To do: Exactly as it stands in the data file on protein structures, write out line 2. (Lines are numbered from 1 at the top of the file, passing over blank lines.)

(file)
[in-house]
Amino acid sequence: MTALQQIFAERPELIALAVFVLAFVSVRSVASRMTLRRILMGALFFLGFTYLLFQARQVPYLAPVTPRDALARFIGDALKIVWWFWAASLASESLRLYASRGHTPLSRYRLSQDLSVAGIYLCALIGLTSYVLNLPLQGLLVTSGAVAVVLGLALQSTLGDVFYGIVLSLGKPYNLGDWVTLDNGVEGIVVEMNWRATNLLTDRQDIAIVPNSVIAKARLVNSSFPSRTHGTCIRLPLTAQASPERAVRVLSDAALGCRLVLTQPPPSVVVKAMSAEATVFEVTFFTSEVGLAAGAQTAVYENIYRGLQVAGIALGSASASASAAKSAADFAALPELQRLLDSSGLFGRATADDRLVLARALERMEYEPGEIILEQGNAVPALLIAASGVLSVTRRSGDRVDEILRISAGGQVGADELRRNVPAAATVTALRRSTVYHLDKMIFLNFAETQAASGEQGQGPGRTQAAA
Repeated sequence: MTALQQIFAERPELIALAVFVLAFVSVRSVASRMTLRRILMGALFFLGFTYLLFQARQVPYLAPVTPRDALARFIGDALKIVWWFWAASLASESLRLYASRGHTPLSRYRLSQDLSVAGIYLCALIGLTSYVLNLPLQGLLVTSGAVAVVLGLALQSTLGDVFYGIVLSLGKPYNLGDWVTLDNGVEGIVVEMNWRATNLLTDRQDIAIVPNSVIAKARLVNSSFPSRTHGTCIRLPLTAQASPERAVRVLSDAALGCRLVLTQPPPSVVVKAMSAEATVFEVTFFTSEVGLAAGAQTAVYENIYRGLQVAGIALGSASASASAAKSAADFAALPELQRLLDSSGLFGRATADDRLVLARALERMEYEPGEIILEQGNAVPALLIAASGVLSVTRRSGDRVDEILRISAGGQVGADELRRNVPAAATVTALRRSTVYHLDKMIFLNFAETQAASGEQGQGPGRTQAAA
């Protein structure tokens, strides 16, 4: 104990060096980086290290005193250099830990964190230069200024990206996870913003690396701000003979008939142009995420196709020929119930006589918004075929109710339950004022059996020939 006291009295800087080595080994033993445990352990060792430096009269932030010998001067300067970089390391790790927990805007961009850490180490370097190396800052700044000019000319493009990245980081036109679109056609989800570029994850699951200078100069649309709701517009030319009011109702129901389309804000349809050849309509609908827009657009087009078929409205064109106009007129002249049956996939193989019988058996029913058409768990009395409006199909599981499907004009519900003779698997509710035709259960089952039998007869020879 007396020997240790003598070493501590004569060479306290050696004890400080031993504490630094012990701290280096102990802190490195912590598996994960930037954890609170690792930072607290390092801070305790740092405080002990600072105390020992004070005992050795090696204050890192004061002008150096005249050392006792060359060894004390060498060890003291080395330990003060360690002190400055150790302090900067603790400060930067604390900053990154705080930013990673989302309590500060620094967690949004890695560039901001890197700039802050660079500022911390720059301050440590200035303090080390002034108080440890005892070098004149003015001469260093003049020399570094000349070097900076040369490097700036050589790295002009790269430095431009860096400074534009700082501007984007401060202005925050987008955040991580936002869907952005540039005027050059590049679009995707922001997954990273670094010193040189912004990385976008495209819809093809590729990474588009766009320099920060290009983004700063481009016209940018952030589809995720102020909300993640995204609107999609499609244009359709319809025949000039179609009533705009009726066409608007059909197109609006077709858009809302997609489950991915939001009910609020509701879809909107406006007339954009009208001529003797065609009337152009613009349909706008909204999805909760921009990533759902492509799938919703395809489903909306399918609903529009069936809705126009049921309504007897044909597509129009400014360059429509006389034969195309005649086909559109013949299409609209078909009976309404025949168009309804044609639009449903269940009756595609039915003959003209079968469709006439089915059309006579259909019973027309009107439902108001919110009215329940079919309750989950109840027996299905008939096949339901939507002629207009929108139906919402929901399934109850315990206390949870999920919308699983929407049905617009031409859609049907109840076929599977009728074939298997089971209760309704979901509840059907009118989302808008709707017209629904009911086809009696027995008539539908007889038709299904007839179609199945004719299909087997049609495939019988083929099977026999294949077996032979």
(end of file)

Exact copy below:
Amino acid sequence: MTALQQIFAERPELIALAVFVLAFVSVRSVASRMTLRRILMGALFFLGFTYLLFQARQVPYLAPVTPRDALARFIGDALKIVWWFWAASLASESLRLYASRGHTPLSRYRLSQDLSVAGIYLCALIGLTSYVLNLPLQGLLVTSGAVAVVLGLALQSTLGDVFYGIVLSLGKPYNLGDWVTLDNGVEGIVVEMNWRATNLLTDRQDIAIVPNSVIAKARLVNSSFPSRTHGTCIRLPLTAQASPERAVRVLSDAALGCRLVLTQPPPSVVVKAMSAEATVFEVTFFTSEVGLAAGAQTAVYENIYRGLQVAGIALGSASASASAAKSAADFAALPELQRLLDSSGLFGRATADDRLVLARALERMEYEPGEIILEQGNAVPALLIAASGVLSVTRRSGDRVDEILRISAGGQVGADELRRNVPAAATVTALRRSTVYHLDKMIFLNFAETQAASGEQGQGPGRTQAAA